The cry for "Author! Author!" at the curtain call of an opening night is an outdated tradition, like the front curtain and greasepaint. Such reverence for writers is a relic of more gracious days. However, on the opening night of the American premiere of The Burial at Thebes at The Guthrie Theatre in Minneapolis in 2011, Seamus Heaney's appearance onstage, with the cast and director, created an audience roar that would have done credit to the amphitheatre at Epidaurus.
eamus and his wife Marie were paying their second visit to our theatre and he was embraced with the adulation usually reserved for rock stars. Heaney's magnetism, warmth and genuine affability endeared him to lovers of poetry and those who simply met the man and appreciated his combination of humility and lightly worn wisdom.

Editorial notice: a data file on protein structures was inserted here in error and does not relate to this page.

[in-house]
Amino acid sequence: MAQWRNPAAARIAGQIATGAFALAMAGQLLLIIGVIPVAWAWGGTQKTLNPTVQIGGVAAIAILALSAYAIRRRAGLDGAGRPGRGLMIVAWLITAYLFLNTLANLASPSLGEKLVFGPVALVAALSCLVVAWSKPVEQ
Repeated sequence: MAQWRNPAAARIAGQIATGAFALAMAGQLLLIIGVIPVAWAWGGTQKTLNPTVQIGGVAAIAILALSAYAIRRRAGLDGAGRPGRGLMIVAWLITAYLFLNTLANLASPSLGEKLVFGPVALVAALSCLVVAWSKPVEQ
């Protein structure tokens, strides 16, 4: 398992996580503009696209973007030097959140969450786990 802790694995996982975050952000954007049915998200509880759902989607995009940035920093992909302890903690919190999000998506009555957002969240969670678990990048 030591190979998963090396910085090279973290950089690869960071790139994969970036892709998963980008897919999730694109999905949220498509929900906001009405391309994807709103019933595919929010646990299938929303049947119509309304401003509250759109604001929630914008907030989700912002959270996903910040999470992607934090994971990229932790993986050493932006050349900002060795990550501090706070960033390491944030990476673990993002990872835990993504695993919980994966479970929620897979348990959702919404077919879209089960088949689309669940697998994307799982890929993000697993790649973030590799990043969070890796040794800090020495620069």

On his first visit here, in 1995, he read from the Guthrie stage. People still have vivid memories of how they were moved by poetry that "made sense of a life" in rural Ireland, far from their contemporary American urban experience.
Here, by the banks of the Mississippi, there is real sadness today and a sense of profound loss.
Joe Dowling is artistic director of The Guthrie Theatre, Minneapolis